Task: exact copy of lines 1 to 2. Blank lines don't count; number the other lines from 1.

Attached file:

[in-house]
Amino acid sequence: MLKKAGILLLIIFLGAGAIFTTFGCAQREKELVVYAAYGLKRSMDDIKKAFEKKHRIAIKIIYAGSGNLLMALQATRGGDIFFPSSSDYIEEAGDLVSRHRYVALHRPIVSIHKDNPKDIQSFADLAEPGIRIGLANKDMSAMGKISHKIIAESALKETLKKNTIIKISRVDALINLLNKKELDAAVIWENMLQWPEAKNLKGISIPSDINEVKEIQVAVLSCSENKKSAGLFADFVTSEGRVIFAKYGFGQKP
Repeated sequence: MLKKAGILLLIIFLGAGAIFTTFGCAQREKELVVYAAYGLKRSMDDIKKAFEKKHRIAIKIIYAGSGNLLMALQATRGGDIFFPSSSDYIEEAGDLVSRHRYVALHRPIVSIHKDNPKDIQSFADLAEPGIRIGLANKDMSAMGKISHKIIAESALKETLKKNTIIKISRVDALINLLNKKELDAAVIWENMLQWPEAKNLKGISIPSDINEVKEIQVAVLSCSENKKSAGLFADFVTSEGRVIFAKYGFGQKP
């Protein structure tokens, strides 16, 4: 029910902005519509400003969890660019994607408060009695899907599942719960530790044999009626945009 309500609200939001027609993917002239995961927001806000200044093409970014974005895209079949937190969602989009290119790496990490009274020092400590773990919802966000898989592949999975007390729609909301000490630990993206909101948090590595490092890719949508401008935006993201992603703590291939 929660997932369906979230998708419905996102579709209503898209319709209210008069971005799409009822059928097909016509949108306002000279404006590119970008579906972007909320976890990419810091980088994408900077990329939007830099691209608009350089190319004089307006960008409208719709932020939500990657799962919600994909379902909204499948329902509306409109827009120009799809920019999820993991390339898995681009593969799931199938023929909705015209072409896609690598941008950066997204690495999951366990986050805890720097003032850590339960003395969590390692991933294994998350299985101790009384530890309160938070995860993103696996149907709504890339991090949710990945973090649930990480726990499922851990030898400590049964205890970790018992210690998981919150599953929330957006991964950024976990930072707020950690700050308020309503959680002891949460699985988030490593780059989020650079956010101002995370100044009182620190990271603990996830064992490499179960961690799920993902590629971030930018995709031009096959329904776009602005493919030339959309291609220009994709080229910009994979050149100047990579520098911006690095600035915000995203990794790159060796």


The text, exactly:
[in-house]
Amino acid sequence: MLKKAGILLLIIFLGAGAIFTTFGCAQREKELVVYAAYGLKRSMDDIKKAFEKKHRIAIKIIYAGSGNLLMALQATRGGDIFFPSSSDYIEEAGDLVSRHRYVALHRPIVSIHKDNPKDIQSFADLAEPGIRIGLANKDMSAMGKISHKIIAESALKETLKKNTIIKISRVDALINLLNKKELDAAVIWENMLQWPEAKNLKGISIPSDINEVKEIQVAVLSCSENKKSAGLFADFVTSEGRVIFAKYGFGQKP